The neuroscience of love

The following lyrics are from a 1980s song by recording artist, Robert Palmer:

“Your lights are on, but you’re not home

Your mind is not your own

Your heart sweats, your body shakes

Another kiss is what it takes

You can’t sleep, you can’t eat

There’s no doubt, you’re in deep

Your throat is tight, you can’t breathe

Another kiss is all you need

Whoa, you like to think that you’re immune to the stuff, oh yeah

It’s closer to the truth to say you can’t get enough

You know you’re gonna have to face it, you’re addicted to love”

As it turns out, there is a scientific basis for this poetic postulation.

Thinking about the person with whom you are in love, especially in a new relationship, prompts activity in the ventral tegmental area (VTA) of the brain, which unleashes a torrent of the neurotransmitter dopamine, also referred to as the “pleasure chemical,” into the brain’s reward (or pleasure) centers, which are the caudate nucleus and nucleus accumbens. This gives the lover a high not unlike the effect of narcotics, such as cocaine.

The brain of a person in love also encounters an increase in the stress hormone norepinephrine, which drives up heart rate and blood pressure. These responses are similar to those experienced by people using powerful addictive stimulants such as methamphetamine.

The brain of a person “in love,” experiences a reduction in the neurotransmitter serotonin. Serotonin provides a sense of being in control, and it protects us against the anxiety of uncertainty and instability. When it decreases, our sense of being in control also decreases, and we become obsessed with things that disrupt our certainty and security. Thus the term “crazy in love” is rooted in science.

Our brain’s reasoning center, the prefrontal cortex, moves into “low gear” when we’re in love. Concurrently, activity in the amygdala, which is a crucial component of the brain’s threat-response system, slows down. The combination of these brain responses results in a willingness to take more risks, even ones that would otherwise seem reckless to us.

Researchers from Yale University found some striking neurological differences between two different varieties of love—romantic and selfless.

According to Judson Brewer, Director of Research at the Center for Mindfulness and an associate professor at UMass Medical School, “Experientially, romantic love leaves you wanting more, you want that next date, you want the next tweet, you want that next text.” Anthropologist Helen Fisher, author of Why We Love, said “Romantic love is an obsession, it possesses you.”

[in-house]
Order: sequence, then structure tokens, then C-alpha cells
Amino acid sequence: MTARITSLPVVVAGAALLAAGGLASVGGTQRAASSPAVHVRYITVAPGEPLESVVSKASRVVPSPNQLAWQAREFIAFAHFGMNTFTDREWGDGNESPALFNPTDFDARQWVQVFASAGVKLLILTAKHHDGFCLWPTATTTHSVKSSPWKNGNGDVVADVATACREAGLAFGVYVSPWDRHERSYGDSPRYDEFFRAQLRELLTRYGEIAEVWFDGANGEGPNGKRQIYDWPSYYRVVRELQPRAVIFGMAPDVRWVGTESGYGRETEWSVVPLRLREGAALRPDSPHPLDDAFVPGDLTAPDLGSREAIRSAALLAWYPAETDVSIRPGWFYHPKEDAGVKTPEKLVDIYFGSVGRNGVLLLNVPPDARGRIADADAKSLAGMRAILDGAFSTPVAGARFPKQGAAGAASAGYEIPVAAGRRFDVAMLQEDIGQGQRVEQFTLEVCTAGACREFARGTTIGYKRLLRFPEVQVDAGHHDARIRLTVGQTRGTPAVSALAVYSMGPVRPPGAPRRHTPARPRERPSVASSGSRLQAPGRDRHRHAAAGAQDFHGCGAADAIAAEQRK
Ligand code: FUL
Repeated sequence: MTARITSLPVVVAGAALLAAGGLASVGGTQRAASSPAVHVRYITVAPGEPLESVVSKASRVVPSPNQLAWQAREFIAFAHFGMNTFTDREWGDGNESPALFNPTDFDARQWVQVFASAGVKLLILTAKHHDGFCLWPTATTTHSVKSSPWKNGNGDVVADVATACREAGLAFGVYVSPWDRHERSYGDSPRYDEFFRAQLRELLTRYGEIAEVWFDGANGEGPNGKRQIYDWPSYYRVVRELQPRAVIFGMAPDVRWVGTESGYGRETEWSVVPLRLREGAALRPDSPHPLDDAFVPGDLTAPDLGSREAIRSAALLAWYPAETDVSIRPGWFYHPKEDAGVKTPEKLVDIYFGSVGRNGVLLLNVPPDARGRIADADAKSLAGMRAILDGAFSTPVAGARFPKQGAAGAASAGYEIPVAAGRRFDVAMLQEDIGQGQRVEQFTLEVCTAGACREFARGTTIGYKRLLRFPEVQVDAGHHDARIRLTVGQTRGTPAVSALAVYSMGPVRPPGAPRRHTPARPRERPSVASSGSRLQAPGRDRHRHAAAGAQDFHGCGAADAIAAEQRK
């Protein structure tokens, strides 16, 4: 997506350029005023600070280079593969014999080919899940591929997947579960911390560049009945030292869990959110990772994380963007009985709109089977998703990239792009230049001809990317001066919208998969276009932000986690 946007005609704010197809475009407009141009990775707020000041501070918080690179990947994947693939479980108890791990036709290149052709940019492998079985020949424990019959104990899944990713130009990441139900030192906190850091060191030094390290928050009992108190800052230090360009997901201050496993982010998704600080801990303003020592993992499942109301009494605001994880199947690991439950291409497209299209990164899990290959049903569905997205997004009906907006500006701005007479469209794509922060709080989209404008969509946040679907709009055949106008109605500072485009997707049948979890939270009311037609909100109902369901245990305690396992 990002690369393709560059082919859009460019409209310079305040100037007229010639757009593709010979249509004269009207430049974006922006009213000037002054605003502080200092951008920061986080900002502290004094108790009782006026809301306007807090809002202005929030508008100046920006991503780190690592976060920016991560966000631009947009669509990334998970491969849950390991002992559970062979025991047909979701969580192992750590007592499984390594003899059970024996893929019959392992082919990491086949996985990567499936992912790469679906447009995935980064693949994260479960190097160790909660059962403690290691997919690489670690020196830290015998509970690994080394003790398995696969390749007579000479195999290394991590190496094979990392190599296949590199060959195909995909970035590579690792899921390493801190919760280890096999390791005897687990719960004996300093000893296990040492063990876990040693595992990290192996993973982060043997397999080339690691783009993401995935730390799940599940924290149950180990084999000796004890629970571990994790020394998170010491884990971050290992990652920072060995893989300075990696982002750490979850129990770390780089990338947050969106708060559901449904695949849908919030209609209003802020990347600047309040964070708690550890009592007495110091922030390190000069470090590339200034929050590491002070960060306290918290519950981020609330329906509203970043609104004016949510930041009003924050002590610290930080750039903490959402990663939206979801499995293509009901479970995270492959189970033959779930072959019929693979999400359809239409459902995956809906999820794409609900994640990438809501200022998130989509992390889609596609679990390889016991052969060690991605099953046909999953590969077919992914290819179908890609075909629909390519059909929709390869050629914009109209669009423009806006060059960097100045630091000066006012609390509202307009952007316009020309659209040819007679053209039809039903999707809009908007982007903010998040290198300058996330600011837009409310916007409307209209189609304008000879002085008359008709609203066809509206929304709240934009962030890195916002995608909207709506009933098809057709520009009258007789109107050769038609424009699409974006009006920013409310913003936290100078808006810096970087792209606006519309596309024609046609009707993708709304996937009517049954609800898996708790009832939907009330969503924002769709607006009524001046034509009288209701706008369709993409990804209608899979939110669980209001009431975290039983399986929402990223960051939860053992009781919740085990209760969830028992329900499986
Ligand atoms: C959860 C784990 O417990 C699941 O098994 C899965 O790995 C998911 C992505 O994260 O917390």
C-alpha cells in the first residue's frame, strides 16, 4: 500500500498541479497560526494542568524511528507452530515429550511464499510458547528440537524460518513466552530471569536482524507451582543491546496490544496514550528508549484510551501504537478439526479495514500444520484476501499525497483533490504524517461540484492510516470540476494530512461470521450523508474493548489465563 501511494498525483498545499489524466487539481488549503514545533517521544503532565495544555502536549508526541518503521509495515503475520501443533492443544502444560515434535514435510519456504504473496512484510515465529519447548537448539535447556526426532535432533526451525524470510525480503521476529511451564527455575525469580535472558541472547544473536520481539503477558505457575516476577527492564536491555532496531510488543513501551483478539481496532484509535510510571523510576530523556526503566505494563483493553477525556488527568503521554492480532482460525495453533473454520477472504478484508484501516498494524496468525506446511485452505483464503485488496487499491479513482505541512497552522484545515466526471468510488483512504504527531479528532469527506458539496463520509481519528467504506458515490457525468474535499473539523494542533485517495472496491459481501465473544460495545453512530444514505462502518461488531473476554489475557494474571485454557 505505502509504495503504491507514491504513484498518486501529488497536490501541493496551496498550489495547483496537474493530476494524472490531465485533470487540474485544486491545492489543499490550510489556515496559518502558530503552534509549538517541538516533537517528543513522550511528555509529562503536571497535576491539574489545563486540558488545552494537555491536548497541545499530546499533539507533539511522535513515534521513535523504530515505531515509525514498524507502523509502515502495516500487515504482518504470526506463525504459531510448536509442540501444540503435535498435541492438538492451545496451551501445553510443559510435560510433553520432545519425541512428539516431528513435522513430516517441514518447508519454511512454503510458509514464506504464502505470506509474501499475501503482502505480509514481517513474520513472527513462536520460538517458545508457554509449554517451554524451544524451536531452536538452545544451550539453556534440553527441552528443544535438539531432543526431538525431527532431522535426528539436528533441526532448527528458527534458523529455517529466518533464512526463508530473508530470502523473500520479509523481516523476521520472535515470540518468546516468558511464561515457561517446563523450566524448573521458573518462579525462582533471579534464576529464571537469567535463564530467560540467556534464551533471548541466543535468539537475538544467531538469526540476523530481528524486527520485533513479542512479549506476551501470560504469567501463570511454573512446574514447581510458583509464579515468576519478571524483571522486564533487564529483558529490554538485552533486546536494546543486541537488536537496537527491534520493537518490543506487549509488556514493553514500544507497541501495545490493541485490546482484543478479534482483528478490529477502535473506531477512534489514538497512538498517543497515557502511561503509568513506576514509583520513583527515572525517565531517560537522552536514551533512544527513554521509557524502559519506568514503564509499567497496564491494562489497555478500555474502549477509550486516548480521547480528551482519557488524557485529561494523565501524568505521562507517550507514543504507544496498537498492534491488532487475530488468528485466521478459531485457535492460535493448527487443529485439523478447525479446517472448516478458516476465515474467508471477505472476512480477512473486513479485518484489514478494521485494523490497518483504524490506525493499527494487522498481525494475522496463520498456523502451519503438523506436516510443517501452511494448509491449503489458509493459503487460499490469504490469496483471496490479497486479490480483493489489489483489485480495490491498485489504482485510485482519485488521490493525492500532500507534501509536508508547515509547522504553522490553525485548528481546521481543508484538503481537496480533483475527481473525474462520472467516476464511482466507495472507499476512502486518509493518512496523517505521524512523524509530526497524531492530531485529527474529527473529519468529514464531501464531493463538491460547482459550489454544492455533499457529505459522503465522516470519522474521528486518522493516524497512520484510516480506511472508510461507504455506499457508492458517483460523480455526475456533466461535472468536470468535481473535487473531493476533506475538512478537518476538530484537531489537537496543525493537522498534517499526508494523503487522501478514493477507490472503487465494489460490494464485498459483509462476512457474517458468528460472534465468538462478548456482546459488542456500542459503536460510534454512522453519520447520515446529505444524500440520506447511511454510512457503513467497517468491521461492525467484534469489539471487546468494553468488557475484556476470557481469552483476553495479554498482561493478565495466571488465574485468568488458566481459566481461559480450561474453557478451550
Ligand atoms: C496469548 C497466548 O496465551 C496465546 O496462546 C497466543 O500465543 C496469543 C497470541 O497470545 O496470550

Fisher further found that rejection by a lover elicits specific neural activity. “When you’re dumped, the one thing you want is to just forget this human being and move ahead with your life, but no, you just love them harder,” Fisher said. “The reward system for wanting, for motivation, for craving for focus, becomes more active when you can’t get what you want.”

The Yale research, published in the journal Brain and Behavior, found that selfless love, which arises from compassion and a deep desire for someone else’s happiness and well-being, without receiving anything in return, deactivates the reward areas associated with romantic love. 

The researchers at Yale also found that selfless love deactivated “self-oriented” thinking in the brain, a thought process that causes us to ask how a certain situation will affect us.

Love and lust are separate but overlapping neural responses in the brain. They both produce a “high;” they affect many of the same parts of the brain, and they’re both addictive. However, they are distinct enough that you can be in love with one while lusting after another.

The differences become more dramatic with time. Scientists have discovered that the brains of people in long-term relationships show increased activity in the ventral pallidum, which is a region containing an abundance of oxytocin and vasopressin receptors that facilitate long-term pair-bonding and attachment.

Research with the prairie vole has shown that promiscuity and monogamy can be chemically influenced. One type of vole is predisposed to promiscuity and the other type, monogamy. When scientists injected the promiscuous variety of vole with oxytocin and vasopressin, the promiscuous voles became monogamous . Studies have shown that men who inhaled oxytocin temporarily became more empathetic, sensitive, and cuddly.

There are some key neurological differences in the way romantic love occurs in men and women. Men in love tend to show the most activity in visual processing areas, including the area associated with sexual arousal.

Women in love, on the other hand, show greater activity in the region of the brain associated with memory, called the hippocampus, as well as more brain activity in regions associated with reward, emotion, and attention.

In the final analysis, one might say it is all about hormones. Perhaps, we can have “chemistry” with anyone. But what happens after the initial biochemical reaction is up to you.

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Charles Betzler

Charles Betzler

Charles Betzler is a contributing writer for Sapulpa Times.